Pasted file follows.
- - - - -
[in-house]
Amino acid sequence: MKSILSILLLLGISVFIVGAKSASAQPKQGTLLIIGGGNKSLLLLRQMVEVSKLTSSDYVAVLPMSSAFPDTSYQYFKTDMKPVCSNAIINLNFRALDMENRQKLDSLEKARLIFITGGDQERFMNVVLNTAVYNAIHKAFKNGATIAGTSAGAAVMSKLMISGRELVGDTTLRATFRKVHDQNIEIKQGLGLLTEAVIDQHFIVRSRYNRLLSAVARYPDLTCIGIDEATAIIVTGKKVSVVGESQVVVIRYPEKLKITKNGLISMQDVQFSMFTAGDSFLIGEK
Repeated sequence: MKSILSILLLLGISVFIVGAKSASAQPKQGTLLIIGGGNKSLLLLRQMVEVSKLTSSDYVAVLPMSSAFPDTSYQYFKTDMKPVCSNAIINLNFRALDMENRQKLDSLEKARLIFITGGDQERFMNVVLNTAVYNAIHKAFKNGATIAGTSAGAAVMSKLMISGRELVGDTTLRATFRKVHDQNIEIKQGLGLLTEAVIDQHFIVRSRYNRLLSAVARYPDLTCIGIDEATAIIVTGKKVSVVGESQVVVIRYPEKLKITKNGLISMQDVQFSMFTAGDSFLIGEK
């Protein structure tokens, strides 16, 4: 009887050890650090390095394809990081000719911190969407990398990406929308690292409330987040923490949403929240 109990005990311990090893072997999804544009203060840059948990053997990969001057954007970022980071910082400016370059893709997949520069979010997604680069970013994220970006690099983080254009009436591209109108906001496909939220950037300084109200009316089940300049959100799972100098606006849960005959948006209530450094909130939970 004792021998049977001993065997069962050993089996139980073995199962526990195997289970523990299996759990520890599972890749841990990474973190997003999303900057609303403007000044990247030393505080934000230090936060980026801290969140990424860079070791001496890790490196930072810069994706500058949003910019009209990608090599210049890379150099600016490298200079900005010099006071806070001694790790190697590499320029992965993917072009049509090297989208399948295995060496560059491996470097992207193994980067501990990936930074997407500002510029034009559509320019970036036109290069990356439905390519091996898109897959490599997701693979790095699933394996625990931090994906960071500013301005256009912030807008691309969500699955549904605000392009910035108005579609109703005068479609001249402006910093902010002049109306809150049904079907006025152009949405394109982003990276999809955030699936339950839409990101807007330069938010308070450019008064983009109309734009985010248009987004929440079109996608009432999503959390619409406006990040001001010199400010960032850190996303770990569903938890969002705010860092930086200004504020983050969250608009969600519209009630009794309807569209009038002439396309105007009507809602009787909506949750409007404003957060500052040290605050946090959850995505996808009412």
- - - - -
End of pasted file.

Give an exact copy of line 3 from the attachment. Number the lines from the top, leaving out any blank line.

Repeated sequence: MKSILSILLLLGISVFIVGAKSASAQPKQGTLLIIGGGNKSLLLLRQMVEVSKLTSSDYVAVLPMSSAFPDTSYQYFKTDMKPVCSNAIINLNFRALDMENRQKLDSLEKARLIFITGGDQERFMNVVLNTAVYNAIHKAFKNGATIAGTSAGAAVMSKLMISGRELVGDTTLRATFRKVHDQNIEIKQGLGLLTEAVIDQHFIVRSRYNRLLSAVARYPDLTCIGIDEATAIIVTGKKVSVVGESQVVVIRYPEKLKITKNGLISMQDVQFSMFTAGDSFLIGEK